Employers sentenced over exploitation

The presiding judge said they had created conditions similar to modern-day slavery

Employers sentenced over exploitation

Two business owners have been sentenced this week after they were found guilty of exploitation and providing false information to Immigration New Zealand.

Virgil and Luisito Balajadia – who operated the 3 Kings Food restaurant – has previously been found guilty of two charges of exploitation under the Immigration Act 2009.

Mrs Balajadia was also convicted of five charges of providing false information – two of them jointly with Mr Balajadia – after she provided misleading employment agreements for visa applications.

Yesterday, she was sentenced to 26 months imprisonment and ordered to pay $7,200 reparation. Her husband was sentenced to eight months home detention and must pay $7,200 in reparation.

“You betrayed the trust of the victims who were strangers to this country and believed that you had their best interests at heart,” the judge said upon sentencing.

The judge also went on to say the working and living conditions of one victim in particular was not dissimilar to modern-day slavery.

One of the victims was employed by the couple from April 2014 until July 2015 and claimed to have worked at least 10 hours per day, six days a week, without any breaks.

Although he worked well over 40 hours a week, the victim was only ever paid for a maximum of 40 hours’ and received no compensation at all for the final three and a half months of his employment.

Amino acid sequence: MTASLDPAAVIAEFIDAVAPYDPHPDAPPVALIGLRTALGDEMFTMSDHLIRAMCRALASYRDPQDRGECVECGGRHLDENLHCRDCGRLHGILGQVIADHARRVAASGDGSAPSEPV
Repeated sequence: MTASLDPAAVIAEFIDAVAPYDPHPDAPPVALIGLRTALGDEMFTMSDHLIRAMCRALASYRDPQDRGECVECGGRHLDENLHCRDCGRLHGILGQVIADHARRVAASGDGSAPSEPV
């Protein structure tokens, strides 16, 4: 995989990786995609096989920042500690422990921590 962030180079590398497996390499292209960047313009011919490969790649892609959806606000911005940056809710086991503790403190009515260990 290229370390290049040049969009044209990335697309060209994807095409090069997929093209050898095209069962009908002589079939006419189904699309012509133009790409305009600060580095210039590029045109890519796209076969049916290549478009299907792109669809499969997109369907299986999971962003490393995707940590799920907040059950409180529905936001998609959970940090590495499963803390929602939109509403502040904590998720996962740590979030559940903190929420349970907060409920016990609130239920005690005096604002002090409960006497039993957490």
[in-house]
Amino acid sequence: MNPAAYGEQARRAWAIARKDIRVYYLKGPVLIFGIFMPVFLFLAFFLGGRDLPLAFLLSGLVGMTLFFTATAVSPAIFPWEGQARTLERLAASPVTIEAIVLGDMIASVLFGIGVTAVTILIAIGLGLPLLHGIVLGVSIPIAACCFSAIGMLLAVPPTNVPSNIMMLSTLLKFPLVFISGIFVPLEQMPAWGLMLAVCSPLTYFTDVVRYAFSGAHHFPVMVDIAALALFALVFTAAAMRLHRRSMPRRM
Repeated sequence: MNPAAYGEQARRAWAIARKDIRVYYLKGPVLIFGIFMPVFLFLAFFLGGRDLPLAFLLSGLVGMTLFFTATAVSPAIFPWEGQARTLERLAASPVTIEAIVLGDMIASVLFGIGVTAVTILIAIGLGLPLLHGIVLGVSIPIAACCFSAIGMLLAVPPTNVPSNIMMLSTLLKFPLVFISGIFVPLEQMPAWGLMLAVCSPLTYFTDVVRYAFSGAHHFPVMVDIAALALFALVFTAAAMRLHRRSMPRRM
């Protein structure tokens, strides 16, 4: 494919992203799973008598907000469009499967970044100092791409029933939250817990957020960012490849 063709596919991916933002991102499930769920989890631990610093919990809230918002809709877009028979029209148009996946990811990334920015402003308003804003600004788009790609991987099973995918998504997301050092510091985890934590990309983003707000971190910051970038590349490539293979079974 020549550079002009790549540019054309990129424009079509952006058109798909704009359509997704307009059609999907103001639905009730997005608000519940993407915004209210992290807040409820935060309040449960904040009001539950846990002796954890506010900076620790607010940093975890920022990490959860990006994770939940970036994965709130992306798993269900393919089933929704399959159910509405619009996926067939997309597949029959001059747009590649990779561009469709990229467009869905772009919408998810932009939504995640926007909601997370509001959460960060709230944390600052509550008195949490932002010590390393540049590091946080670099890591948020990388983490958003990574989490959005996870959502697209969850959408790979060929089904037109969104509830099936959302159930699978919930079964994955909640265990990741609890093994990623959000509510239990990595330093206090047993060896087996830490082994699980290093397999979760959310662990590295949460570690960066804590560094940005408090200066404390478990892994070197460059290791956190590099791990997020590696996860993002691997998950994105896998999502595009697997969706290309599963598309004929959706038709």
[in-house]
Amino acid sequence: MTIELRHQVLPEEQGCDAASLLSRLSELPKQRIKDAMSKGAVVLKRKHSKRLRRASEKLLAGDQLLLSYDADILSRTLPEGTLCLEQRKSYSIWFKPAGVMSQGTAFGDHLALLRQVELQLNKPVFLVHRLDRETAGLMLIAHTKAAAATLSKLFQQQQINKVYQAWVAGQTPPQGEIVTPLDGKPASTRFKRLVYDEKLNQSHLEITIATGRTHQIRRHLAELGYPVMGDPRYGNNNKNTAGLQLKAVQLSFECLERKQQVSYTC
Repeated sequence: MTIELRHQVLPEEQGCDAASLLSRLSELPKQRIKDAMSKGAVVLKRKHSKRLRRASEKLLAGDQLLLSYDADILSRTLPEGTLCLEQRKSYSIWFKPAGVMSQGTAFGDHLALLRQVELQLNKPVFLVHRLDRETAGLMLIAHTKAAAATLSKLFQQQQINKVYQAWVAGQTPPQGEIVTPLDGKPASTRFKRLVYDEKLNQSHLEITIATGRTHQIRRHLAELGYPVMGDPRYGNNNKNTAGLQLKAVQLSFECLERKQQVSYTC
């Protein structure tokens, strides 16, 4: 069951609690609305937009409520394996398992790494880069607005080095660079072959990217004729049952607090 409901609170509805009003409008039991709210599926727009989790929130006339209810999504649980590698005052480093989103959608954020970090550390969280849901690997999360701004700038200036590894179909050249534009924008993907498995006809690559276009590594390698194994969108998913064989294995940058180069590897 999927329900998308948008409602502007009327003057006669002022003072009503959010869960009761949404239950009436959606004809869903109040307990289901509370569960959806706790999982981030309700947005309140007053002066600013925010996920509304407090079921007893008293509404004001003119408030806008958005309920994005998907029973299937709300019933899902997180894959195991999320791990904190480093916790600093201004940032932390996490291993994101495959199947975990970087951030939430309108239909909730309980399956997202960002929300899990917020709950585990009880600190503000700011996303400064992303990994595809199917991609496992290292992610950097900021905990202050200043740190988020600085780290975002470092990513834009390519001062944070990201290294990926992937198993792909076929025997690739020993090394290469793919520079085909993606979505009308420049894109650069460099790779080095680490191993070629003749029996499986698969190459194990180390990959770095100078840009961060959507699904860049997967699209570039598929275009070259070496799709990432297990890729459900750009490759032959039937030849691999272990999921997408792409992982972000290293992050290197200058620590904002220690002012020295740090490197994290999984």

Labour Inspectorate calculations estimated the victim had been underpaid by approximately $15,000 in wages, plus $2,000 less than the minimum wage and was owed $5,000 in holiday pay.

The same man also paid his employers $150 a week to live in a makeshift room in their garage.

“This employee was living at the defendants’ house and was taken to the restaurant by the owners every morning and then back to their house at night,” said INZ assistant general manager, Peter Devoy.

“He was told he would be reported to the police and sent home if he did not perform well in his job,” he continued. “He could only leave the house for short periods of time and cleaned the defendants’ house on Mondays when the restaurant was closed.”

The crime eventually came to light after another employee named in the exploitation charges reported the man’s situation to the Philippines Consulate.

Over a period of two years, INZ had approved work visas for five victims, all chefs from the Philippines, after receiving offers of employment, letters of support and job descriptions for them to work at the restaurant.

Despite being contracted to work for a minimum of 30 hours per week at an hourly rate of $16, they were all either not paid at all or paid for far fewer hours than they worked.

“We will not tolerate employers who exploit migrant labour for their own commercial advantage and will not hesitate to prosecute in cases where warranted,” said Devoy. “The overriding principle is that migrant workers have the same employment rights as all other workers in New Zealand.”

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